Kurt Schock, Ph.D., Sociology, Ohio State, 1995
Associate Professor of Sociology; Co-Director, The International Institute for Peace; Department of Sociology and Anthropology; Rutgers Division of Global Affairs
Civil Resistance, Social Movements, Conflict Transformation
Kurt Schock’s research seeks to understand how civil resistance movements challenge political oppression, economic exploitation, and social injustice. He has studied pro-democracy movements in authoritarian regimes and land reform movements in the global South. His publications are numerous including journal articles and book chapters on social movements, nonviolent resistance, and political conflict. His book, Unarmed Insurrections: People Power Movements in Nondemocracies (University of Minnesota Press, 2005), was awarded Best Book of the Year by the Comparative Democratization section of the American Political Science Association, and published in Spanish as Insurrecciones No Armadas: Poder Popular en Regimenes No Democráticos (Editorial Universidad del Rosario, Bogotá, Colombia, 2008). He currently serves as the Convener of the Nonviolence Commission of the International Peace Research Association, and as an advisor to the International Center on Nonviolent Conflict.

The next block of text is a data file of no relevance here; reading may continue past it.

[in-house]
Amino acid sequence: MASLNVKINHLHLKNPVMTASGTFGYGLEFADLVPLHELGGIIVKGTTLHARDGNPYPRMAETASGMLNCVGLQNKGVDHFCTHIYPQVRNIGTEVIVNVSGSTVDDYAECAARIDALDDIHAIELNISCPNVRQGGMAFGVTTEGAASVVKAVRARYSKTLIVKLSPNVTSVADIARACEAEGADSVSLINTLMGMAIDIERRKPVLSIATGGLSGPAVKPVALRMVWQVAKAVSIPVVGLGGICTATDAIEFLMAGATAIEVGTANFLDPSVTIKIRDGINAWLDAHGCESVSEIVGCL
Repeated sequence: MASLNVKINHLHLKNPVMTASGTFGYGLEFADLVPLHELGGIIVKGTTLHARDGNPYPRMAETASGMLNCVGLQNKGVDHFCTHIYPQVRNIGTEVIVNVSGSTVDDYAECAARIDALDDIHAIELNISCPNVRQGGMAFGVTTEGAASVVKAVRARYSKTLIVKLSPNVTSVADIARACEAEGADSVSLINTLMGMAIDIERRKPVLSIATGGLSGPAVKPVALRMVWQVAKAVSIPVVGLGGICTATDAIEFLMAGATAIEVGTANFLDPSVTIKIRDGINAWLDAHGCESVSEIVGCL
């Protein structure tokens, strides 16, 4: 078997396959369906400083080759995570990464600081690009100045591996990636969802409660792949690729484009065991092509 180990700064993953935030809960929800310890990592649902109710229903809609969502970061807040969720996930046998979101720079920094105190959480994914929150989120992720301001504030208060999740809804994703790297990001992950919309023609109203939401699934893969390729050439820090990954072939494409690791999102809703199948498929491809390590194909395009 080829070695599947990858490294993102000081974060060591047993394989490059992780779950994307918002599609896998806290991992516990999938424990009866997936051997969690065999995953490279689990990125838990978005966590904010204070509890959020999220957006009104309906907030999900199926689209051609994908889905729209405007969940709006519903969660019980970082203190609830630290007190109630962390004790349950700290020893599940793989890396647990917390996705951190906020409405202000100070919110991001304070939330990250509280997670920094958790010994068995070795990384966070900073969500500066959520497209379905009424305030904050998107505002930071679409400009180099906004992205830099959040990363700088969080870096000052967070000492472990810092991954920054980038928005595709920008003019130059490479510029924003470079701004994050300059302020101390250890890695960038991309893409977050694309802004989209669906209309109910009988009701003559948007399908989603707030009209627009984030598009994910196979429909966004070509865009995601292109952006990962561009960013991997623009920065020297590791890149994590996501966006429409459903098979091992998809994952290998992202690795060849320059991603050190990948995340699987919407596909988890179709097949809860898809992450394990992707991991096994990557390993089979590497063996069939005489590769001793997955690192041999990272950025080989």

Genese Marie Sodikoff, Ph.D., Anthropology, Michigan, 2005
Acting Chair and Associate Professor of Anthropology, Department of Sociology and Anthropology, Rutgers Division of Global Affairs
Conservation and Conflict, Environmental Justice, Africa and the Indian Ocean